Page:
1980 Memorial Cup
The 1980 Memorial Cup occurred May 4–11 at the Keystone Centre in Brandon, Manitoba and at the Agridome in Regina, Saskatchewan. It was the 62nd annual Memorial Cup competition and determined the major junior ice hockey champion of the Canadian Hockey League (CHL). Participating teams were the winners of the Ontario Major Junior Hockey League, Quebec Major Junior Hockey League and Western Hockey League which were the Peterborough Petes, Cornwall Royals and Regina Pats. Cornwall won their second Memorial Cup, defeating Peterborough in the final game.
The Cornwall Royals represented the Quebec Major Junior Hockey League at the 1980 Memorial Cup. The Royals finished with the top record in the Lebel Division during the 1979-80 season, posting a record of 41-25-6, earning 88 points, and finishing second overall in points in the league. The Royals offense ranked fifth in the ten team league with 388 goals scored. Their defense ranked fourth as the club allowed 333 goals. In the QMJHL quarter-finals, the Royals held off the Shawinigan Cataractes with a thrilling four games to three series victory. The Royals faced the Chicoutimi Saguenéens in the QMJHL semi-finals, as they won the series four games to one, earning a berth into the league finals. Cornwall's opponent for the President's Cup was top ranked Sherbrooke Castors, and the Royals pulled off the upset, winning the series four games to two and earning a berth into the 1980 Memorial Cup.
Defenseman Dave Ezard led the Royals in scoring, as he scored 40 goals and 105 points in 70 games in his overager season. Sixteen year old rookie standout Dale Hawerchuk also broke the 100 point plateau, as he scored 37 goals and 103 points in 72 games, winning the Michel Bergeron Trophy as QMJHL Rookie of the Year. In the post-season, Hawerchuk broke out with 20 goals and 45 points in 18 games to lead the club, winning the Guy Lafleur Trophy as QMJHL Playoff MVP. Dan Daoust scored 40 goals and 102 points in 70 games. Gilles Crepeau led the Royals with 48 goals, as he added 47 assists for 95 points in 65 games. Mike Corrigan, who scored 30 goals and 71 points in 71 games during the regular season, stepped up his offense in the post-season, scoring 13 goals and 31 points in 18 games. Marc Crawford had a solid season, as he had 27 goals and 63 points in 54 games. In the playoffs, he was third in team scoring with eight goals and 28 points in 18 games. Regular season goaltending duties were split between Tom Graovac, as in 42 games he had a 4.46 GAA and a .857 save percentage, and Ron Scott, as he appeared in 41 games with a 4.75 GAA and a .855 save percentage. In the post-season, Scott emerged as the Royals starting goaltender.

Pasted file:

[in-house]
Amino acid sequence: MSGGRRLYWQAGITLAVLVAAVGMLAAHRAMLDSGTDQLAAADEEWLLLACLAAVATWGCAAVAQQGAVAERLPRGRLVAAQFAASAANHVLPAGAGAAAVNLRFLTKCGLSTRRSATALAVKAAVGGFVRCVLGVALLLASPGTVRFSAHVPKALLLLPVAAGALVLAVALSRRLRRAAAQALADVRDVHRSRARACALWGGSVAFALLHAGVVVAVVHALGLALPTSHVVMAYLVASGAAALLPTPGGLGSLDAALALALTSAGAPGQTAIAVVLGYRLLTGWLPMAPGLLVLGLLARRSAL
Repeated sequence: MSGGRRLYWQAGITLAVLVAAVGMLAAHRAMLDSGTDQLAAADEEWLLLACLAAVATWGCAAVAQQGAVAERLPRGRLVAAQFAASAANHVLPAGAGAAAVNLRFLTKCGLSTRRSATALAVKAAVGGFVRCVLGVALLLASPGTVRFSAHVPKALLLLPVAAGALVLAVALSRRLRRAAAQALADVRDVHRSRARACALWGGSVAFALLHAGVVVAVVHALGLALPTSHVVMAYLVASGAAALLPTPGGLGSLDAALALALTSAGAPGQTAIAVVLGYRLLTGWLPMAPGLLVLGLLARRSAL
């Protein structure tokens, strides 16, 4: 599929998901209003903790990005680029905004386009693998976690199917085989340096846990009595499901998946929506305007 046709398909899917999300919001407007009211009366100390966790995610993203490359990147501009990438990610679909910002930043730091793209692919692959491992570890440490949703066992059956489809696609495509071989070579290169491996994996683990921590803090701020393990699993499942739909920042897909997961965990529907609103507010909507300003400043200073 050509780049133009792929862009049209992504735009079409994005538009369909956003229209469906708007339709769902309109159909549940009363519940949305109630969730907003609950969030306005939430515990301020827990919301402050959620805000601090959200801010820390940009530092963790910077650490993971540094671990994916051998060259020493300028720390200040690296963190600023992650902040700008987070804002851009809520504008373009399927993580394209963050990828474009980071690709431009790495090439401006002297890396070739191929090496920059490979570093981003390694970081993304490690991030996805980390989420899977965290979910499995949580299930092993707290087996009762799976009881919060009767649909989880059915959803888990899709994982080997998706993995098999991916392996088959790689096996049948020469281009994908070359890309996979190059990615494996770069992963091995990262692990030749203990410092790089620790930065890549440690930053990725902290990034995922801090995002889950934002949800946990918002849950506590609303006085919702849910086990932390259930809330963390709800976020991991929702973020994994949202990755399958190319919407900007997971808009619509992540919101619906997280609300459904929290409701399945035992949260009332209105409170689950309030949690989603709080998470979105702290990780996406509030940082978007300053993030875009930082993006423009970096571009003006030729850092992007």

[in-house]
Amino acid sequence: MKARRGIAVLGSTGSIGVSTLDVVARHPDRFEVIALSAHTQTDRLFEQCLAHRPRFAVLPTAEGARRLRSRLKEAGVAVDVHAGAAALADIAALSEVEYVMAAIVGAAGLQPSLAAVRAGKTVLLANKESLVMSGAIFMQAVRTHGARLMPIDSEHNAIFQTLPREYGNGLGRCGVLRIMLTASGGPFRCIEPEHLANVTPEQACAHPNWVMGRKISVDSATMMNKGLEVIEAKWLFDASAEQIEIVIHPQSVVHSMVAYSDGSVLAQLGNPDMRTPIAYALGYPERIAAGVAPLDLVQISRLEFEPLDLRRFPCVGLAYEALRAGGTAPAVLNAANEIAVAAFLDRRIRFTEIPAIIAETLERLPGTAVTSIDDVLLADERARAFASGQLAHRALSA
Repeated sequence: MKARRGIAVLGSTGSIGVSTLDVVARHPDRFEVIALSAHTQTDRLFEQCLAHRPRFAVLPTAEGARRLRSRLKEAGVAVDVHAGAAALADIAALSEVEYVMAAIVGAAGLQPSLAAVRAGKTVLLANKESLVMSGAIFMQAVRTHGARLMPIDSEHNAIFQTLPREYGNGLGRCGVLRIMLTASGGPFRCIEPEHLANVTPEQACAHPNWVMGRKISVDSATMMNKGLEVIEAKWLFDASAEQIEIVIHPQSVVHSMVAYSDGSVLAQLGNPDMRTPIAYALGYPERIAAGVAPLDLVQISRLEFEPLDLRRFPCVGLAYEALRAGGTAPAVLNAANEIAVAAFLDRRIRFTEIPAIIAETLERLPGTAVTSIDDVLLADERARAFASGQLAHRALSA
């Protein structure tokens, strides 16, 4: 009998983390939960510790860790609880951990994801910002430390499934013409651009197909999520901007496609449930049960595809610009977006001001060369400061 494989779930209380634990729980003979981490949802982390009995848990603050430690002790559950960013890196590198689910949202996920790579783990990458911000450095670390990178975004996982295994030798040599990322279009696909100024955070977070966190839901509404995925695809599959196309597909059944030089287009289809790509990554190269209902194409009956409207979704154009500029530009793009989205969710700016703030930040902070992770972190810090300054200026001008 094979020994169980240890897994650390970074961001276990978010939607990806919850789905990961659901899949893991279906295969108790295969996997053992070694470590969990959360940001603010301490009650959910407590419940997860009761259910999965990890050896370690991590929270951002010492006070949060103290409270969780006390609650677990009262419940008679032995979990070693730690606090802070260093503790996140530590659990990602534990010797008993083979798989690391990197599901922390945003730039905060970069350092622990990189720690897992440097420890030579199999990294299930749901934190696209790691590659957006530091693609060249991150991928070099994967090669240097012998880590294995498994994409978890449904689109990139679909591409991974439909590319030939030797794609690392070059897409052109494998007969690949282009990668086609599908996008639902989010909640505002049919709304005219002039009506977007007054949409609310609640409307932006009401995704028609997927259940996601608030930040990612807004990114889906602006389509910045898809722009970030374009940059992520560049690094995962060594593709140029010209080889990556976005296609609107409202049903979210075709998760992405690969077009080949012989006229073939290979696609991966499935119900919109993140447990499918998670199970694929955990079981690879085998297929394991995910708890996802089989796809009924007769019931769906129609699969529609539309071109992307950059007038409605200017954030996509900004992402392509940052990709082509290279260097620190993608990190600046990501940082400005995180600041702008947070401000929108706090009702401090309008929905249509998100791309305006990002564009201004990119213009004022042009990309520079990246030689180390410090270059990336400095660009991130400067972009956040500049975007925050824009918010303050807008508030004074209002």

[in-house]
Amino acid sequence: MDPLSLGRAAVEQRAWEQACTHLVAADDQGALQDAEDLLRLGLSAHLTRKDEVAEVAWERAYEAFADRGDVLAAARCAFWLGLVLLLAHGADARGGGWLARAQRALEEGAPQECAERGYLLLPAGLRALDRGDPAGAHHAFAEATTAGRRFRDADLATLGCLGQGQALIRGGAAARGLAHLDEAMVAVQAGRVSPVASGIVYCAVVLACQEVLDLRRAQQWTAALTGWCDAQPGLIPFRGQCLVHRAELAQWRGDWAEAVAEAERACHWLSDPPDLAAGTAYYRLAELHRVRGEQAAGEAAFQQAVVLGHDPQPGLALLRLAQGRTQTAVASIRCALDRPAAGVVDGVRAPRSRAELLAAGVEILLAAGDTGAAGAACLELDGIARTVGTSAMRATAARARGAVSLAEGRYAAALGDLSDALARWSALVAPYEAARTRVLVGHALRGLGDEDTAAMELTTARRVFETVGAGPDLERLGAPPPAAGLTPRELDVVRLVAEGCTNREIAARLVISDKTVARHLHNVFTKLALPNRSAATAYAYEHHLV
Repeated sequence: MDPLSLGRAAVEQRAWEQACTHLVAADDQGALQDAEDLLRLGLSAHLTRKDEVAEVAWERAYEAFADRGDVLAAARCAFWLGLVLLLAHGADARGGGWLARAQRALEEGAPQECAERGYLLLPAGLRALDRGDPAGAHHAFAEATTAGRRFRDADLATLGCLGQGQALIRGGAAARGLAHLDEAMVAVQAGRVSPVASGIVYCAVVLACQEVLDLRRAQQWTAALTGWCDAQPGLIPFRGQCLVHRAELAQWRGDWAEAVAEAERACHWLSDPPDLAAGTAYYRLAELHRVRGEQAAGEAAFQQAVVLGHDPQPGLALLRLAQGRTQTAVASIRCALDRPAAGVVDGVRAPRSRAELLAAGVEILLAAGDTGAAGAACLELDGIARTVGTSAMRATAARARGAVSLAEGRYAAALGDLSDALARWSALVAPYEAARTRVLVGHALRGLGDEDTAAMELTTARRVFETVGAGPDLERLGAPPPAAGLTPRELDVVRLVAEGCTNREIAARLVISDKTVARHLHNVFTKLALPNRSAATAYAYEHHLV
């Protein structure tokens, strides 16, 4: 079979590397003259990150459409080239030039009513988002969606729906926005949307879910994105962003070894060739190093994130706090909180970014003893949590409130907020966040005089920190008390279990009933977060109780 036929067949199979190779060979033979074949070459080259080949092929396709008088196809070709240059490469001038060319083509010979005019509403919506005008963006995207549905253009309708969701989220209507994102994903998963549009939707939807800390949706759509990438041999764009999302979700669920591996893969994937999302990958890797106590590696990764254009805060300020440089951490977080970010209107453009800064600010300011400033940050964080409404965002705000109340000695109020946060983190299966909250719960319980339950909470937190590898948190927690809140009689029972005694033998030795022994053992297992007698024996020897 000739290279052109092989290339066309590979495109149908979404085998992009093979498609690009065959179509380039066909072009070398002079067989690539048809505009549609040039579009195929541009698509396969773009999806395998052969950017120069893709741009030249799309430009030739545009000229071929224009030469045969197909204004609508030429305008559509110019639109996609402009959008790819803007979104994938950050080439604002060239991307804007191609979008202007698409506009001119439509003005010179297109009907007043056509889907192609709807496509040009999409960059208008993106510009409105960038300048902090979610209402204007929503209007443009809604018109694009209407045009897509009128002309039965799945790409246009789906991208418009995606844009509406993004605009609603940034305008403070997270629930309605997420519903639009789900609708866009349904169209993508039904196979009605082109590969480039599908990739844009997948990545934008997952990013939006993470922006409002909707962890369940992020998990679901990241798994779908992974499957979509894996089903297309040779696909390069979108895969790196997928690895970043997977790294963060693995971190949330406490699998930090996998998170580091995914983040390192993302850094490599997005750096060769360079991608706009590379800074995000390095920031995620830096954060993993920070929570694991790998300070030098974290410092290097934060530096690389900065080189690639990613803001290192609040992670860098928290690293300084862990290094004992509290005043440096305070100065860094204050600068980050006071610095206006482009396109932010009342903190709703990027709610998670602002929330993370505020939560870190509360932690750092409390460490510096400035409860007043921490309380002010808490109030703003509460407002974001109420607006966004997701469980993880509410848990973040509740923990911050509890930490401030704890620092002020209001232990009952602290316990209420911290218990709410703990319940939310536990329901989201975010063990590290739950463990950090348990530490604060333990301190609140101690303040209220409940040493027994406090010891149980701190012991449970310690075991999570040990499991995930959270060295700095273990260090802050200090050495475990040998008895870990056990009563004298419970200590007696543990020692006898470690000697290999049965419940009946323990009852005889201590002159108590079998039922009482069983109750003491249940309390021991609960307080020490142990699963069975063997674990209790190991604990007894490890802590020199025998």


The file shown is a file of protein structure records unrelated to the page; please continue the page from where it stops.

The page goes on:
The 1980 Memorial Cup was the second appearance by the Cornwall Royals in team history. The club won the 1972 Memorial Cup in their previous appearance, defeating the Peterborough Petes in the final game.
The Peterborough Petes represented the Ontario Major Junior Hockey League at the 1980 Memorial Cup. This was the Petes third consecutive appearance at the Memorial Cup. Peterborough was the top team in the OMJHL during the 1979-80 season, earning a record of 47-20-1 for 95 points, and winning the Hamilton Spectator Trophy. The Petes scored 316 goals during the regular season, ranking the club ninth in the twelve team league. Peterborough was the top defensive team in the OMJHL, allowing a league low 238 goals. In the Leyden Division semi-finals, the Petes were forced to a game seven before defeating the Sudbury Wolves four games to three. The Petes had an easier time in the Leyden Division finals, sweeping the Ottawa 67's in four games to advance to the OMJHL finals. In the J. Ross Robertson Cup finals, Peterborough stayed hot and swept the Windsor Spitfires in four games to win their third consecutive OMJHL championship and earn a berth into the 1980 Memorial Cup.
Bill Gardner led the Petes offense, scoring a team high 43 goals and 106 points in 59 games. Defenseman Larry Murphy had a breakout season, scoring 21 goals and 89 points in 68 games to rank second in team scoring. Murphy won the Max Kaminsky Trophy awarded to the Top Defenseman in the OMJHL. Murphy was a top prospect heading into the 1980 NHL Entry Draft, where he would be drafted fourth overall by the Los Angeles Kings. Mark Reeds had a very solid season, registering 34 goals and 79 points in 54 games. Rick LaFerriere was the Petes starting goaltender, as in 55 games, he earned a 38-13-1 record with a 3.27 GAA and a .893 save percentage. LaFerriere and his back-up, Terry Wright, won the Dave Pinkney Trophy as the goaltenders with the lowest GAA in the league.
The 1980 Memorial Cup was the Petes fifth appearance in team history. At the 1959, 1972 and 1978 Memorial Cups, the Petes lost in the finals. At the 1979 Memorial Cup, Peterborough won the championship for the first time in team history.